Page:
Attorneys Andrew Parker and Kurt Olsen, who represented Kari Lake and Mark Finchem, were sanctioned by a U.S. district court judge in May 2023. They were each ordered to pay $122,000 for Maricopa County’s attorneys’ fees in a lawsuit filed before the 2022 midterm elections. Now, they are drawing attention to what looks like possible dirty tricks to confuse the courts by the Maricopa County government.
Anyone who has ever been punished for something they did not say will understand this pushback.
The lawsuit alleged that Arizona did not use paper ballots. The court found their case without merit, rejected their request to ban electronic voting machines, and ordered sanctions for falsely claiming Arizona doesn’t use paper ballots.
Chief Justice Robert Brutinel wrote in the court ruling at the time: “Sometimes campaigns and their attendant hyperbole spill over into legal challenges. But once a contest enters the judicial arena, rules of attorney ethics apply.”
“Although we must ensure that legal sanctions are never wielded against candidates or their attorneys for asserting their legal rights in good faith, we also must diligently enforce the rules of ethics on which public confidence in our judicial system depends and where the truth-seeking function of our adjudicative process is unjustifiably hindered,” added Brutinel.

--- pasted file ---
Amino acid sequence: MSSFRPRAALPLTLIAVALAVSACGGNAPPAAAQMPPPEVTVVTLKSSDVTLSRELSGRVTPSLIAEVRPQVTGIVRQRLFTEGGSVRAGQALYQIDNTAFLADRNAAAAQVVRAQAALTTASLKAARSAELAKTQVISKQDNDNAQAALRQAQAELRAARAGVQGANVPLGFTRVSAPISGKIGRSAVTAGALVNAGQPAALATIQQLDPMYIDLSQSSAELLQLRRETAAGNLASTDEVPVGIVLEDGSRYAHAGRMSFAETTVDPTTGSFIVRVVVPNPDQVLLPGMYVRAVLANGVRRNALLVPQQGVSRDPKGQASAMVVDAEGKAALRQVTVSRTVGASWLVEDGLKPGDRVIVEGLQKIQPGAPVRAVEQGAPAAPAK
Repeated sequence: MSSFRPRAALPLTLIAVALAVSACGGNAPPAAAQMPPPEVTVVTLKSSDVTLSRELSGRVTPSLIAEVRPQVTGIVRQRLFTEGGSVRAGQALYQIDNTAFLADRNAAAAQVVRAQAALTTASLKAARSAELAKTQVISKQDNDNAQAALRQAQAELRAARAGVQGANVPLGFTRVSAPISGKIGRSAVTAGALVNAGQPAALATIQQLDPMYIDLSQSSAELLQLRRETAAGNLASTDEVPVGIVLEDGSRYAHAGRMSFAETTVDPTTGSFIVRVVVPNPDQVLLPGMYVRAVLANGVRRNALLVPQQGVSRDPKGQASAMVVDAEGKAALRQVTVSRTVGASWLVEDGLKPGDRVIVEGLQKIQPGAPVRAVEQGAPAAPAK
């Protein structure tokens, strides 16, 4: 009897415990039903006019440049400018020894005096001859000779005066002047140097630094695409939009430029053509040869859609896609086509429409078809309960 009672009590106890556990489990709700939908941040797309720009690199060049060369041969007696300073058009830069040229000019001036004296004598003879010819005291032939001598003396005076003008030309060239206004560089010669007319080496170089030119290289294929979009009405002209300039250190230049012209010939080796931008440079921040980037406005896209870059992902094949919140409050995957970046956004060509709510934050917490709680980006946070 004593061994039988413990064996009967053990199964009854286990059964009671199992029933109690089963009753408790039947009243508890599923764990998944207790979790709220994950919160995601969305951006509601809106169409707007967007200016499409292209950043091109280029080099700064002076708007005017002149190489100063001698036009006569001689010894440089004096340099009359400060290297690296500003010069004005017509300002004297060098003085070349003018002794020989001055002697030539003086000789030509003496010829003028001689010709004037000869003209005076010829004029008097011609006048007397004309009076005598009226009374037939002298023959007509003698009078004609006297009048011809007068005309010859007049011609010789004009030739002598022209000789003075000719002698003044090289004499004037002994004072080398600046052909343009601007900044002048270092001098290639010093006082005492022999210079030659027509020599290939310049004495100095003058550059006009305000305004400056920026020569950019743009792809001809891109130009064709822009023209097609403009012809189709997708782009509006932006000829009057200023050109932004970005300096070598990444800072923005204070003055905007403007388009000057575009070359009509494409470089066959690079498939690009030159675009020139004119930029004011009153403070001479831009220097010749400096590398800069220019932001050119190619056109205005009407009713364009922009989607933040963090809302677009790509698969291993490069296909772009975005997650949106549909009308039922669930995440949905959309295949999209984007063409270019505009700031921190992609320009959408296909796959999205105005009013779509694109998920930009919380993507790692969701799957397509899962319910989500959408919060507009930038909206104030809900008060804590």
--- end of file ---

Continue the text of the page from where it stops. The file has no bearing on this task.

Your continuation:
It looks like Brutinel may have been manipulated to protect political power grabs.
Lake’s attorneys are now fighting back and filed their argument on Wednesday that the District Court abused its discretion in issuing that sanctions order, and they want the action reversed.
Their complaint says that entering the order in May was improper, the factual findings were incorrect, and the legal conclusions misapplied and applied wrong standards.
Olsen and Parker expressed disagreement with Maricopa’s suggestion or implication that governments could acquire immunity from legal consequences by engaging in activities that might be unconstitutional for an extended period without being challenged or sued.
KEY POINT: The legal team is critical of the idea that prolonged engagement in what is potentially unconstitutional practices would shield state and local governments from judicial review or accountability and go on further to make the argument that if accepted by the court, it would allow entities to avoid constitutional limitations on their actions simply by asserting that they have been illegally conducting those actions for an extended period without facing legal challenges.
In other words, the law does not permit governments to evade constitutional scrutiny by claiming they have engaged in potentially unconstitutional practices without legal consequences for an extended time.
KEY POINT: Lake’s law team is saying that the government can’t get away with being unconstitutional because they have been unconstitutional for a long time, and no one else noticed.
So this is about paper ballots – how can a court rule they are not allowed to talk about something crucial to the American electoral process?